Following the announcement last month that the London School of Economics and Political Science (LSE) had shortlisted five designs for their new Global Centre for Social Sciences (GCSS) in London’s Aldwych, they have now revealed that “there’s not one really outstanding scheme” and “there’s some further work to do by the practices and the LSE.” Therefore contestants Rogers Stirk Harbour + Partners, OMA, Hopkins Architects, Grafton Architects, and Henegham Peng Architects must reconsider their proposed designs.
Iwan Baan’s recent TED talk on ingenious informal settlement ‘architecture’ became instantly popular, clearly striking a chord with people across the globe. The lecture has been called everything from heartwarming to condescending, but for Parsons graduate students Meagan Durlak and James Frankis it was reaffirming. Durlak and Frankis have spent time working in Sao Paolo’s favelas and understand that finding a balance between the good and the bad is key to the revitalization of these settlements. This article, originally published in Metropolis Magazine as “Response to Iwan Baan’s TED Talk,” journals some of their experiences working in South American slums, and why we need to stop treating those slums as a blight.
Meagan Durlak and I were excited to see the TED talk by architectural photographer Iwan Baan on the ingenuity found within informal settlements. In his presentation he walks us through a range of communities across the world, capturing many such settlements, including houses above a lagoon and a repurposed office block.
Baan’s view of informal settlements resonates with our own work; it’s an under-told story that we very much applaud. He shows an overview of people’s lives and their unique methods for adapting to difficult conditions. Perhaps as interesting as his film are the reactions to it from TED viewers. Many found the innovation in informal settlements to be inspiring and heartwarming; others claimed that this talk is just a life affirming story for the rich 1% of the world, perpetuating inaction for areas which need immediate aid. The two sides of the argument reminded us of our own work and the battles we have gone through in trying to wrap our heads around the systems of informal settlements, as well as the difficulties we have had in explaining their hidden properties to others.
After winning a Transport for London (TfL) tender for ideas to improve pedestrian access across the River Thames, Thomas Heatherwick and Arup unveiled plans for a new, 367-meter long ‘Garden Bridge’ that will span the river from Temple to the Southbank. The lush pedestrian corridor, earmarked for opening in 2017, would be the first new crossing since the Millennium Bridge opened to the public in 2002.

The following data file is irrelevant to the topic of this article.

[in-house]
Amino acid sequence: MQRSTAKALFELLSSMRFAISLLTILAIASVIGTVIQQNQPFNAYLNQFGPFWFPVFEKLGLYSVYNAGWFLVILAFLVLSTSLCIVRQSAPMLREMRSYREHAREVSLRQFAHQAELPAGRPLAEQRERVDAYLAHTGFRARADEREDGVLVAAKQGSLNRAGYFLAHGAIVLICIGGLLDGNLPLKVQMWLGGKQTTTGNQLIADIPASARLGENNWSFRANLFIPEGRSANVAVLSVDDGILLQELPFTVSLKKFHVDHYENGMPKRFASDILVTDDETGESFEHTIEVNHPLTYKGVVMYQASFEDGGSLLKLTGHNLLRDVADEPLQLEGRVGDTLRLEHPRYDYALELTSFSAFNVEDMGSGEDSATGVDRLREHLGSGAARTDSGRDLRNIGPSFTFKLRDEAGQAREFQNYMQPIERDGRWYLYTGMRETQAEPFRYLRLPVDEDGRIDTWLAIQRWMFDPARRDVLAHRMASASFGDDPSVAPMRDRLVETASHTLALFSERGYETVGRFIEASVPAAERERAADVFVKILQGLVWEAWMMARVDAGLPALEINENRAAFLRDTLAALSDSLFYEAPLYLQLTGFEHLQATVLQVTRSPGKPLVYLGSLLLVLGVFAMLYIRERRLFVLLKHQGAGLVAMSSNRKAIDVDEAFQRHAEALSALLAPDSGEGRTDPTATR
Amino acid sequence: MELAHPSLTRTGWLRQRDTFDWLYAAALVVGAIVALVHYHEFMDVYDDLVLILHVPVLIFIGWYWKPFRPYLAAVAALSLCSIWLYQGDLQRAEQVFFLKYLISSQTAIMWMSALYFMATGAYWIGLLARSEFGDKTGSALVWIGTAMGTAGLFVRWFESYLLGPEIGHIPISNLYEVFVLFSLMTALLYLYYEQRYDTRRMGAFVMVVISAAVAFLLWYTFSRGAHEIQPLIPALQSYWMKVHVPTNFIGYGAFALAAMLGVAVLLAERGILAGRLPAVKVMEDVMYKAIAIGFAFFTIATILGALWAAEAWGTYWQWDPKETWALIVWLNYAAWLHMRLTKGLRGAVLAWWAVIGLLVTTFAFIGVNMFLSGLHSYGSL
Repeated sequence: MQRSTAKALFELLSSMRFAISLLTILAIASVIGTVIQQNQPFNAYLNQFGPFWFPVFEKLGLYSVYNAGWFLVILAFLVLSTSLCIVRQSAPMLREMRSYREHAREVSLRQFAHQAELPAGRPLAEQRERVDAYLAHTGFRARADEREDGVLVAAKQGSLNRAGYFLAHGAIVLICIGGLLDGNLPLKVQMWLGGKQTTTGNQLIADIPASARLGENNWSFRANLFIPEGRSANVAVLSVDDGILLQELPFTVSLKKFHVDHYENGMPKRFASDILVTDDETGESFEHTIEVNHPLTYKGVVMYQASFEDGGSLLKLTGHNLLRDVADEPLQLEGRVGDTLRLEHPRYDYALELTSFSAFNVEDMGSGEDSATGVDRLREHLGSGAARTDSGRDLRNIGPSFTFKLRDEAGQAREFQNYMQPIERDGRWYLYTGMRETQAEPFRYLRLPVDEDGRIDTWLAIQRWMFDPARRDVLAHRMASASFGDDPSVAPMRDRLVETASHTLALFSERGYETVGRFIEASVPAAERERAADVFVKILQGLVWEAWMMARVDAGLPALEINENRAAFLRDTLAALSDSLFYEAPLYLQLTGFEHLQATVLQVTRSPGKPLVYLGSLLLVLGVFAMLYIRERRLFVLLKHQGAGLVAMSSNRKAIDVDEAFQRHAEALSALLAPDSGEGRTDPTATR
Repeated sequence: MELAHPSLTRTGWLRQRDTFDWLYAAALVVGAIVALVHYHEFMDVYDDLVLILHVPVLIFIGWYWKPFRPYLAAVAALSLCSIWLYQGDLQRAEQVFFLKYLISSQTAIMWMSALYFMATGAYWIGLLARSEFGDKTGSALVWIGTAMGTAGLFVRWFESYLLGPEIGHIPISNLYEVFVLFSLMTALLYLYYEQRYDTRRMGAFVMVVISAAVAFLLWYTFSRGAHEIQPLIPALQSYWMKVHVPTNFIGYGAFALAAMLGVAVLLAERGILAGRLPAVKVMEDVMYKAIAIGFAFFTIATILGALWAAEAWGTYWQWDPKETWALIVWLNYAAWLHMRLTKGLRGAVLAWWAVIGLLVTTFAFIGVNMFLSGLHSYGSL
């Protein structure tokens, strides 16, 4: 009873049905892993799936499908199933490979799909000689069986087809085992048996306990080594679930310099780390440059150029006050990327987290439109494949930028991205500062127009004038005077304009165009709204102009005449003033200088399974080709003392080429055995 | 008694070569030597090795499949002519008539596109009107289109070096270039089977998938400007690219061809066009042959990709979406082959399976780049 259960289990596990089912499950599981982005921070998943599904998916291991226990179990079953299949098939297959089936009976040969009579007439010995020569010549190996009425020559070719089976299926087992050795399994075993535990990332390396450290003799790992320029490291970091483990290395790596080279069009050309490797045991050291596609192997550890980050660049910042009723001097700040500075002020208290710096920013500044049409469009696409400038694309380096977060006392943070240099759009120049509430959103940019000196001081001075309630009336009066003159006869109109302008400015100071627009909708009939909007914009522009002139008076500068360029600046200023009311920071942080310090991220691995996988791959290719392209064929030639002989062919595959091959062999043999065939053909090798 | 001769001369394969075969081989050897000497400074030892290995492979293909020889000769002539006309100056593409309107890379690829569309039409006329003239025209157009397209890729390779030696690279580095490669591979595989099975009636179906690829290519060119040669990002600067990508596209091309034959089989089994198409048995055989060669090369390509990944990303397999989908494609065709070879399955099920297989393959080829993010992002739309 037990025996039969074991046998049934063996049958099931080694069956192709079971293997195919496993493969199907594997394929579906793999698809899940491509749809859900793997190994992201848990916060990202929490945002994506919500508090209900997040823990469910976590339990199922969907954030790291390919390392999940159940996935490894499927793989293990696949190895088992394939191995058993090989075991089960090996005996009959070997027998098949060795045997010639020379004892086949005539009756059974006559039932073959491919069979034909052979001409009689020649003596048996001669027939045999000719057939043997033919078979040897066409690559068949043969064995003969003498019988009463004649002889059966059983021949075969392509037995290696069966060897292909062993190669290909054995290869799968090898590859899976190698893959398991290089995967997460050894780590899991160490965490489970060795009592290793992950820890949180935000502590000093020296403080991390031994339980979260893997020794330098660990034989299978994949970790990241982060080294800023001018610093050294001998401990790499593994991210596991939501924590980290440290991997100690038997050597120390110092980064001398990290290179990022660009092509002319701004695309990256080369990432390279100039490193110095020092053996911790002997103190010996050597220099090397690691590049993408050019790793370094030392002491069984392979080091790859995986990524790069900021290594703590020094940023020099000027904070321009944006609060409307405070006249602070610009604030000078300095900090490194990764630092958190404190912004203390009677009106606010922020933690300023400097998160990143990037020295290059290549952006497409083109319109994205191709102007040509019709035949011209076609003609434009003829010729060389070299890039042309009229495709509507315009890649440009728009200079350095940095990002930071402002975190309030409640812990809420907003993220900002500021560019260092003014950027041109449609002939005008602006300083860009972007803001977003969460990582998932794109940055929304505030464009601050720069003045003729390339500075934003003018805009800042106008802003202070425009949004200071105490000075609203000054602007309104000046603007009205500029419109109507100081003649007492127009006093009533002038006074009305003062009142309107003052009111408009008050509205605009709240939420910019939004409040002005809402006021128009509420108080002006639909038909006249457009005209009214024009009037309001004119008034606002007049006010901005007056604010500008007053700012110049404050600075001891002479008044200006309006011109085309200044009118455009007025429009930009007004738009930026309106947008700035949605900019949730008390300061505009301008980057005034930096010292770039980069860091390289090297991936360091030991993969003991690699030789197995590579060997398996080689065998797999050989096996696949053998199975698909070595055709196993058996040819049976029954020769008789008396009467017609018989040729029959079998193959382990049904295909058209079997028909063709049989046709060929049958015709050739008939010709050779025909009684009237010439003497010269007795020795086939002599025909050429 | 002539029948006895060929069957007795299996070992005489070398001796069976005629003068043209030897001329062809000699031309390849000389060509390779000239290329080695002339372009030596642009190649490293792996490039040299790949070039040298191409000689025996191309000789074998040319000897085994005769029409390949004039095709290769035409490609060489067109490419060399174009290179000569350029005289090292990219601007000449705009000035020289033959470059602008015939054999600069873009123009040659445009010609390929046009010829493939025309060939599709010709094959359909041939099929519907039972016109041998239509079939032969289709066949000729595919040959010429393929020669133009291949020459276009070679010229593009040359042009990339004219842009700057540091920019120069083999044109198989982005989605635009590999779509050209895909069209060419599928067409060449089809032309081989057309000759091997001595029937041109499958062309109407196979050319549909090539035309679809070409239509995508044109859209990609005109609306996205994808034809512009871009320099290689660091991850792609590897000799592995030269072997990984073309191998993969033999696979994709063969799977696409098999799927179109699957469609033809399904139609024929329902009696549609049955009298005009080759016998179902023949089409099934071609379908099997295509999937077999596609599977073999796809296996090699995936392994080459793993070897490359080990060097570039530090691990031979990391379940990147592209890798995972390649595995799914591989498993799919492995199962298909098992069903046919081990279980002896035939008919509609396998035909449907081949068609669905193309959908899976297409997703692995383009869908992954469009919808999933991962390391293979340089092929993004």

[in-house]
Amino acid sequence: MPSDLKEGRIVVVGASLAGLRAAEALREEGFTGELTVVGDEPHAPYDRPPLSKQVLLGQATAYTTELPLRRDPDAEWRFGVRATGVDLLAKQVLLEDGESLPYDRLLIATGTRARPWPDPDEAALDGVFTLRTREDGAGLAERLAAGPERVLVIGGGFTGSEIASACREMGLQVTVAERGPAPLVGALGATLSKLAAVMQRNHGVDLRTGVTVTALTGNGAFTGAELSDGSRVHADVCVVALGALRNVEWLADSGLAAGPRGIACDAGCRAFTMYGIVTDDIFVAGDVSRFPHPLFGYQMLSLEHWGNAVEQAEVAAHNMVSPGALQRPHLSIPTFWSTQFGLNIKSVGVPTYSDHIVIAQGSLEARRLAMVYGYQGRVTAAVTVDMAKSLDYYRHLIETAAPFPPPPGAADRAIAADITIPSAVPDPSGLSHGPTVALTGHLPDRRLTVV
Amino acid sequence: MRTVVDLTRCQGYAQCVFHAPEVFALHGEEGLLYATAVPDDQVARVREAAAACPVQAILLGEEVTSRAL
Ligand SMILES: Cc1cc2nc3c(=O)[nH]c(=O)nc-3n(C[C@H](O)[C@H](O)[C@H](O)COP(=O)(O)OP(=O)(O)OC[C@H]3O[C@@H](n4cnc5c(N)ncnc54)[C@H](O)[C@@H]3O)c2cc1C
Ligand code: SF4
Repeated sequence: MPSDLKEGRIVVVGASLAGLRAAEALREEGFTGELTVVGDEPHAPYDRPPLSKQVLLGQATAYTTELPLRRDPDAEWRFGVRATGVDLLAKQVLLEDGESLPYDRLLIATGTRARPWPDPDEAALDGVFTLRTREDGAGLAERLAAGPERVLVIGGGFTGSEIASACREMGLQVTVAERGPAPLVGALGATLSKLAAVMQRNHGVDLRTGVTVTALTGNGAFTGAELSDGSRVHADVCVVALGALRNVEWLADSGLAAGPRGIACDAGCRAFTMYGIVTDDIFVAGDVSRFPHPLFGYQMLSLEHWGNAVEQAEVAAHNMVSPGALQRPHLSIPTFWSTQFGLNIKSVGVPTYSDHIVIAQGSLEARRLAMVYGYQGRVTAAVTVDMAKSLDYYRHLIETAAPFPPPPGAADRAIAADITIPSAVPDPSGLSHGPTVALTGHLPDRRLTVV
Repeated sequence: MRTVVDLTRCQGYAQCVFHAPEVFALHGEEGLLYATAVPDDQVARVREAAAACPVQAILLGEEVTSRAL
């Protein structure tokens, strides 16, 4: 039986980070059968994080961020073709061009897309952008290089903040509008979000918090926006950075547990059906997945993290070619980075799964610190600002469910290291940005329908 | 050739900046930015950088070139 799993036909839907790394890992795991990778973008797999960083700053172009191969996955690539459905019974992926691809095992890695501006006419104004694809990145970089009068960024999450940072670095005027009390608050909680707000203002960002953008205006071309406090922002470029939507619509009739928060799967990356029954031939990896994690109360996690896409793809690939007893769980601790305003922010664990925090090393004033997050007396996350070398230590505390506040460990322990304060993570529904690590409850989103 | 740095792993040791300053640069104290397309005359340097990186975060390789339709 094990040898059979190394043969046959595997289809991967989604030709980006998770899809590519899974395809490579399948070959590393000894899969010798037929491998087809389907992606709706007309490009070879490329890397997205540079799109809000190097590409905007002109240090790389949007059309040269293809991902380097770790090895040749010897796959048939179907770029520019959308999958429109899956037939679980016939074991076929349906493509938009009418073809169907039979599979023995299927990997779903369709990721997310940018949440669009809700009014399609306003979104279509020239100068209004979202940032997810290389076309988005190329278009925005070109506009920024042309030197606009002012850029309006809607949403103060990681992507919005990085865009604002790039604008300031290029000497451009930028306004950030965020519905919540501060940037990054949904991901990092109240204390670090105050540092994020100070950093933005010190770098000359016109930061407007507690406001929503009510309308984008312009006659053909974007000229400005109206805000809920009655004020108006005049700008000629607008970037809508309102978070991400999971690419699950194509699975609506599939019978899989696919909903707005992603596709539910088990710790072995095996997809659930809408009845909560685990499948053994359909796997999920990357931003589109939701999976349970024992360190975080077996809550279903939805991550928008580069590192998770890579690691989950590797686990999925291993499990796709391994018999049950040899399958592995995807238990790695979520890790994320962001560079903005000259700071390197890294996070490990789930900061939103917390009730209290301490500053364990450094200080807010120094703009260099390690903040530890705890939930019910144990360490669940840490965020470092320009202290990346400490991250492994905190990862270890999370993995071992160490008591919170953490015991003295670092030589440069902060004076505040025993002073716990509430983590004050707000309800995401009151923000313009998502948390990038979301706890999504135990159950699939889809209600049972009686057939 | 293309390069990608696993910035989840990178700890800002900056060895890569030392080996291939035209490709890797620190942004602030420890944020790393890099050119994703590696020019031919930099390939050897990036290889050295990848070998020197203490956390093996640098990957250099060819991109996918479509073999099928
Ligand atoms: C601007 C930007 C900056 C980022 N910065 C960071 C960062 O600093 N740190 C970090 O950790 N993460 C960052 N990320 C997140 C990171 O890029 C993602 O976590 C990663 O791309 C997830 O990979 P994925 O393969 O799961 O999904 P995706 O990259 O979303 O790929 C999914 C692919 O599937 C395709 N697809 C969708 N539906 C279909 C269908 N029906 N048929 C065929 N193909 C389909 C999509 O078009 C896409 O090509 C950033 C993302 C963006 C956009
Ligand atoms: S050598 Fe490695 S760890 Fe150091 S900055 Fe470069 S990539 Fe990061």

More details and updated images after the break…
After the foreclosure crisis, hundreds of cities despaired at the downturn – but in Milwaukee, the HomeGr/own Initiative saw opportunity. The organization converts empty lots into urban farms, calling upon citizens to assist in this growing local food movement. But while other cities have tried similar projects (and failed), Fast.Co reports that the HomeGr/own Initiative seems suited to last. Learn why here.
After sitting derelict for years, the Kate Wollman Memorial Rink in Brooklyn’s Prospect Park is poised for something of a rebirth. Tod Williams and Billie Tsien’s plans for a sports complex, known as Lakeside, is expected to restore the rink’s role as the park’s chief attraction. Michael Kimmelman recently stopped by the site to explore the project as it nears completion – click here to read his thoughts on what he calls one of the last “parting gifts of the Bloomberg era to the city.”
For architects, it’s a dream come true: the studio building at the Bauhaus is now open to visitors (and pilgrims) looking to spend a night in the famous building. This new development will undoubtedly solidify the school’s place on the modern “Grand Tour” list, but is also meant to foster a creative and lively atmosphere that hasn’t been seen there for almost a century. Learn more here.
After being relegated to storage facilities for much of its lifetime, proposals to relocate the Aluminaire House seem to be picking up steam. The project, which was the first all-metal house in the United States, originally stood as a symbol for architectural modernism in a rapidly urbanizing New York.